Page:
Professional baseball players agree that rotation increases bat speed, and pro golfers agree that rotation creates more club speed, resulting in harder baseball hits and longer tee shots. Similarly in football hip rotation increases the angular momentum—foot speed—which imparts more force into the ball.
Postgame: Fun Facts about Pro Kicking
Smaller kickers. Back in the days of toe-ballers, kickers tended to be bigger. Because a straight-on kick could only generate a limited amount of foot speed, the key to hitting longer field goals was to have bigger leg muscles. Placekickers today are generally smaller because they can rely on the soccer-style hip rotation to create foot speed.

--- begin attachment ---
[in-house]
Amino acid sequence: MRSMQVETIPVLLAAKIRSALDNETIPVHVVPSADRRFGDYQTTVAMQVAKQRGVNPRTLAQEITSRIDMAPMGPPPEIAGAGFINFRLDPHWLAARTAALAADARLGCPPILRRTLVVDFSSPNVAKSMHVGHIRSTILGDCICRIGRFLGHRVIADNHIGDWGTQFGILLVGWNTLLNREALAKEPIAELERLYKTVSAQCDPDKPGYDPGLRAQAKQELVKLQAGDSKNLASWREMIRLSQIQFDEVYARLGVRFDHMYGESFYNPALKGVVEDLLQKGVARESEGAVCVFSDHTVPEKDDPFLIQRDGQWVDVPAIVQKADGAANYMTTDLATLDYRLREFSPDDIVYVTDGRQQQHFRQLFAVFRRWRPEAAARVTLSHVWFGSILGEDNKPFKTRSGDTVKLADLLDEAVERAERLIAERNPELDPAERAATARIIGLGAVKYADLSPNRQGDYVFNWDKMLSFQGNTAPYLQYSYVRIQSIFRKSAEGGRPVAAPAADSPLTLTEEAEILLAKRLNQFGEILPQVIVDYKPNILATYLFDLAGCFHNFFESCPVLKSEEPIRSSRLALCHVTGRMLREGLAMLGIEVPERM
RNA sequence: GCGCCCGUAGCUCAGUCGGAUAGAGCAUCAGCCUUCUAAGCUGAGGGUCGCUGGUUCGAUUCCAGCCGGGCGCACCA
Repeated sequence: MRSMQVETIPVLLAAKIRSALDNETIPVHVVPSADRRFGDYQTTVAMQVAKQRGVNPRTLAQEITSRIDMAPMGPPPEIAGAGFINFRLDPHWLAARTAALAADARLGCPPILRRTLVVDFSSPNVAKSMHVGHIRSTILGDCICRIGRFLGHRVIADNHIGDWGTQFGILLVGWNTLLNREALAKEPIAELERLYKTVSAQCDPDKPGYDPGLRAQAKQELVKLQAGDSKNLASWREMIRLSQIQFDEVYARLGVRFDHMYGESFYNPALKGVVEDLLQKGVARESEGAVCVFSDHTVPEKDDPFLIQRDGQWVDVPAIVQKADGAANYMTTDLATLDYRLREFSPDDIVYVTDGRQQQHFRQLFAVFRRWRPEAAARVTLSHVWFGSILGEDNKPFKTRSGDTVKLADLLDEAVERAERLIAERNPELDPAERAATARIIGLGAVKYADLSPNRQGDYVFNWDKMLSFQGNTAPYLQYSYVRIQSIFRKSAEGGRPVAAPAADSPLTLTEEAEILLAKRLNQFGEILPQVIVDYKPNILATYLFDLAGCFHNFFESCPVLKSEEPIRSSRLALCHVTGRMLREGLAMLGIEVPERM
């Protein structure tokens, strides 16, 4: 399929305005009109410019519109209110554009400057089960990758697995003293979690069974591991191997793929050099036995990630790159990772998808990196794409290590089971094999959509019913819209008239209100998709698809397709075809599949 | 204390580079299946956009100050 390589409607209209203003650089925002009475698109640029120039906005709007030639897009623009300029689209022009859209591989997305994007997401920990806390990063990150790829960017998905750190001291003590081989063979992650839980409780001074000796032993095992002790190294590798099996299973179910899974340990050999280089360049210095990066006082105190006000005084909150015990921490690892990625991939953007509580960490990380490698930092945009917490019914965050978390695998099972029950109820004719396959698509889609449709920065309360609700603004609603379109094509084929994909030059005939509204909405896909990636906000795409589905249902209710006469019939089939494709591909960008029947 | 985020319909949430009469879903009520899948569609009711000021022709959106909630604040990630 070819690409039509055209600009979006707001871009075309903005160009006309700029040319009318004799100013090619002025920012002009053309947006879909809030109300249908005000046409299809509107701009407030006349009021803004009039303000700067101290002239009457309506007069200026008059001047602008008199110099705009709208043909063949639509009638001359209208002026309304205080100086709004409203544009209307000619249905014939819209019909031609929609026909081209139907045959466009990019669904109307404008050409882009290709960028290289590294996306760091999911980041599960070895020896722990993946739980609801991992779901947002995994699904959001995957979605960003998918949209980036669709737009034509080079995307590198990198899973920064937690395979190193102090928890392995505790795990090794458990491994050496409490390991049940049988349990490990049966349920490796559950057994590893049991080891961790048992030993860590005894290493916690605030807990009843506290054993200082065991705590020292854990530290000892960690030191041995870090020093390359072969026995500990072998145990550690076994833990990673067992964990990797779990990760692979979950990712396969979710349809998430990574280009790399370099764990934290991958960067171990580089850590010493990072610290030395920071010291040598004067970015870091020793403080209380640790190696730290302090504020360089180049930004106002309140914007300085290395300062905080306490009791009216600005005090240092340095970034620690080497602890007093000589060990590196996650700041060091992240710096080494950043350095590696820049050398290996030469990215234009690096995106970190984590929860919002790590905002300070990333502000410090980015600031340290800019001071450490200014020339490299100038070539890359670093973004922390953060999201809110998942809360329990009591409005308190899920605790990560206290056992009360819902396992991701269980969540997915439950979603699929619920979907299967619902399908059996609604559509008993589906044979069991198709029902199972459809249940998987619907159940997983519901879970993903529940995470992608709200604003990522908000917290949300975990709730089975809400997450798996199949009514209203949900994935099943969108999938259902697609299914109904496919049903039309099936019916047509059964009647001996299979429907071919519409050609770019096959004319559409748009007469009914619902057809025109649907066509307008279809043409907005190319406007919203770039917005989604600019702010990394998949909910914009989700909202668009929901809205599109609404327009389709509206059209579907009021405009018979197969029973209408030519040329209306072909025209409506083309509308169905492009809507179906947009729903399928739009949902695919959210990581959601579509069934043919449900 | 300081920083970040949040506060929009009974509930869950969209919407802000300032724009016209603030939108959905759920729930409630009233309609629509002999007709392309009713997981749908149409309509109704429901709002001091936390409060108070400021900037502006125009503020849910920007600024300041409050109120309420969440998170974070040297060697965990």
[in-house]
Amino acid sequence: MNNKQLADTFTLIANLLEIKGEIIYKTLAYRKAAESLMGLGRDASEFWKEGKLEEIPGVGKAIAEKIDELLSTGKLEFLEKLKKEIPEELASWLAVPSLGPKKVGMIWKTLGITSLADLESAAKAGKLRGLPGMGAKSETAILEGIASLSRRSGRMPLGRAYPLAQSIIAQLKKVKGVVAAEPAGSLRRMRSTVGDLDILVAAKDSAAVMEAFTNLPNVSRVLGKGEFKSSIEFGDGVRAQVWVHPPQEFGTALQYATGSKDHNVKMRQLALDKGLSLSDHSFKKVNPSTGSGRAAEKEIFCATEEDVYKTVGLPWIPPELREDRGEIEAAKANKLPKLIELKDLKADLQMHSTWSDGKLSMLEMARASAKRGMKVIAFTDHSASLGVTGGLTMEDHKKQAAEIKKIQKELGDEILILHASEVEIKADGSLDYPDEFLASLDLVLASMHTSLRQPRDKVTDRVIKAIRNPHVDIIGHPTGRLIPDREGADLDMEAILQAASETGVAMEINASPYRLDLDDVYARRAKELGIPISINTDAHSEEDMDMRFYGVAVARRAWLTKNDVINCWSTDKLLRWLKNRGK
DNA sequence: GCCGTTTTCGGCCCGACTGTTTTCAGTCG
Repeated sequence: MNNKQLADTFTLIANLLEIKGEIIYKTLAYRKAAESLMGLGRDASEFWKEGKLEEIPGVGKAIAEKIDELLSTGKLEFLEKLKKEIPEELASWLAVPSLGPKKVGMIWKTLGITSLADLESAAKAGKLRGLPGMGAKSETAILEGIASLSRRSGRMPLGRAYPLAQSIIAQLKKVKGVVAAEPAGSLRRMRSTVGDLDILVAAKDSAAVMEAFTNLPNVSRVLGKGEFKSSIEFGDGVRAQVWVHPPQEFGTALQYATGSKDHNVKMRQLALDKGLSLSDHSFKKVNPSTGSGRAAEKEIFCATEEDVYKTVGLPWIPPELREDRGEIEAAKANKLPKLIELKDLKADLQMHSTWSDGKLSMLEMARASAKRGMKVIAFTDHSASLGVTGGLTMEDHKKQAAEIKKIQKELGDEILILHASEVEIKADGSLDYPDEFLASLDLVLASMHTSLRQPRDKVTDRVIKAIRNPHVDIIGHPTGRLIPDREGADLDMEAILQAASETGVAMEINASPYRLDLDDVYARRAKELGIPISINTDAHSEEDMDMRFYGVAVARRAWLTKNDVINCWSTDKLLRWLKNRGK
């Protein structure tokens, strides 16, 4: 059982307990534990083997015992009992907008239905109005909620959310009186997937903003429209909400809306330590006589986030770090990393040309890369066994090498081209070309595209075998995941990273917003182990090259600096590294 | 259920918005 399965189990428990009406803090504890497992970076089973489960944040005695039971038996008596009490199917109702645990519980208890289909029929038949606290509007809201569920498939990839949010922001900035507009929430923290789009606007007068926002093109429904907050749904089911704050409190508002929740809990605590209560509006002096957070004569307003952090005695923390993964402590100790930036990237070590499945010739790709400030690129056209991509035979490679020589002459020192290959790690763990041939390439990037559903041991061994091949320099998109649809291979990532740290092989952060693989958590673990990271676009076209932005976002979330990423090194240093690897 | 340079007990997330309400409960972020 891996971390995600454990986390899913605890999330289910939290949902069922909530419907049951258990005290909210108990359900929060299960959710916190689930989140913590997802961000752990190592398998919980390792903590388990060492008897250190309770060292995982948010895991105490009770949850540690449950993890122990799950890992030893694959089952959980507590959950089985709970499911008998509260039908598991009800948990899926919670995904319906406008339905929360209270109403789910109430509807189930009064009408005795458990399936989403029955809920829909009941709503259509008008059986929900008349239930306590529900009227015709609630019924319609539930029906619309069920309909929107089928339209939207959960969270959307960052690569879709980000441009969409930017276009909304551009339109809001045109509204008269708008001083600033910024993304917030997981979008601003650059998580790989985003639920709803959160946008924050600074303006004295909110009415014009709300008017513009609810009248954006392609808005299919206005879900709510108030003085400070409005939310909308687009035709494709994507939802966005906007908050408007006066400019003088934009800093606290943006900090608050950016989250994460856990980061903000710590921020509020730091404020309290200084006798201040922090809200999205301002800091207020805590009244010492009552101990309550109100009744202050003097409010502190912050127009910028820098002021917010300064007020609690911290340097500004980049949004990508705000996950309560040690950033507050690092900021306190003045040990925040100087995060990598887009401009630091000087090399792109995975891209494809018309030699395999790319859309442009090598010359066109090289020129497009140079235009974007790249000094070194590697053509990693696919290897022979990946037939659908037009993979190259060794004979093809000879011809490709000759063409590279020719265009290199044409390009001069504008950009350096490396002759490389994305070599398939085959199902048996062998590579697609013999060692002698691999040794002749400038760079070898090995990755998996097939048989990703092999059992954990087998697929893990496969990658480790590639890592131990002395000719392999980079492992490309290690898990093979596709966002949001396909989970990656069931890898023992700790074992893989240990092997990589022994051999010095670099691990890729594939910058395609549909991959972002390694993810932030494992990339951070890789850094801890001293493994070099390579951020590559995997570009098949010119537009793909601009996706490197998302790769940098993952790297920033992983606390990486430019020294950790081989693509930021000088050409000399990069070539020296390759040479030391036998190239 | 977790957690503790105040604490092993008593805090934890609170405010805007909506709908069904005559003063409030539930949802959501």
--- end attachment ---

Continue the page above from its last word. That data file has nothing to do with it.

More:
Higher salaries. In 1964 the Buffalo Bills, a team in the young American Football League, signed Pete Gogolak, the first pro soccer-style kicker. He proved so valuable that in 1966 the New York Giants, a team in the longstanding National Football League, "poached" him from the Bills, by offering more money. At the time, team owners generally did not sign players from the "other" league, an arrangement that reportedly lessened competition for players and helped prevent salaries from escalating. Poaching increased noticeably after the Gogolak deal and salaries rose, which allegedly helped convince AFL and NFL owners to merge into one league before competition for players became too expensive.